Sports Writing Style 100 Years Ago
Manning Vaughan was the main baseball writer of the Milwaukee Sentinel one hundred years ago. His style was colorful and full of panache. While researching the 1912 Brewers I fell in love with his writing style. What follows is what is typical of Vaughan’s wonderful way of bringing baseball games to life in people’s parlors or at the local drinking establishment. Vaughan was a “homer” when the Brewers were winning, honest when things went bad, and always fair and gracious to the opposing team.
A. J. Schinner took over the baseball beat when Manning Vaughan was not at the game. Almost as colorful, he is also a delight to read.
Typically newspapers at the time did not send reporters on the road with the club. The Brewers were home from July 4 to July 28, 1912, so we get nearly a full month of these two men’s writing.
We start with Manning Vaughan.
The Brewers faced the Kansas City Blues at Athletic Park in a Ladies Day afternoon contest on Friday, July 5. The Brewers lost 4 to 3. In his report Vaughan would say the Duffymen were “hornswoggled in spite of the fact that it was the day the suffragettes see things for nothing.” Describing Herman Bahr, a rookie recently acquired from the City League, Vaughan wrote: “the stocky Dutchman from Watertown, knocked down so many fences in the City League last season that [league president] Dick Marcan chased him out of the league to keep the organization out of bankruptcy court.”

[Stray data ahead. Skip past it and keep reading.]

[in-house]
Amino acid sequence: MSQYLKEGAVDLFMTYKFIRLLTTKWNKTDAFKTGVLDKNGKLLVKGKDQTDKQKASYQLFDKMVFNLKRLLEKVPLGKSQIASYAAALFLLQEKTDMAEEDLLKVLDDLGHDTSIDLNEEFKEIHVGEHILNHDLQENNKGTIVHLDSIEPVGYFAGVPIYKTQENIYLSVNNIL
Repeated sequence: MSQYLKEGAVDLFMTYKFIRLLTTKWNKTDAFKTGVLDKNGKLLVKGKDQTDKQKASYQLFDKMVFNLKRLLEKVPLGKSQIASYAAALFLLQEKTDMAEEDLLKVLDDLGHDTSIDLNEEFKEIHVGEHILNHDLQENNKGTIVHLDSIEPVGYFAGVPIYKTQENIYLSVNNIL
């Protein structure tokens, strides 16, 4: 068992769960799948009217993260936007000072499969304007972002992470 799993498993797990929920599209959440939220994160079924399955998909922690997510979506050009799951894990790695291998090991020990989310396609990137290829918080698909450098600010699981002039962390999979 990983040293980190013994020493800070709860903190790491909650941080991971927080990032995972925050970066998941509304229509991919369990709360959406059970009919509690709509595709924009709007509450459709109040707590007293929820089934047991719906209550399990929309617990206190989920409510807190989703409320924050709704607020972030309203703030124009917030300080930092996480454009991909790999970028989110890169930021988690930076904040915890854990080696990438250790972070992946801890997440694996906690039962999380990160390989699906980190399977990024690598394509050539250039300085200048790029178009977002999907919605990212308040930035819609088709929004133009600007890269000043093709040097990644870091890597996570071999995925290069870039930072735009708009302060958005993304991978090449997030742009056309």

On a play in the July 6 game Brewer right fielder Newt Randall was on second when Brewer third baseman Harry Clark blazed a single to right. As Randall rounded third and started for home, the Kansas City outfielder threw to the plate: “The peg was wild, however, hitting Newt on the dome, and bounding away to the stand, Clark pedaling to third in the meantime. Of course by this we do not mean to cast any reflections of the stuff concealed in Newt’s head.”
In the July 8 game the “Looeyville” pitcher Big Floyd Kroh “was pitching like a house afire in spite of his front name, and he matched noses with his opponent all the way. Nine hits were made off the big bending slants he served with his left arm, but they were well distributed and, barring the second, nary a Brewer was permitted to swap chin goods or tobacco with Eddie Lennox at third.”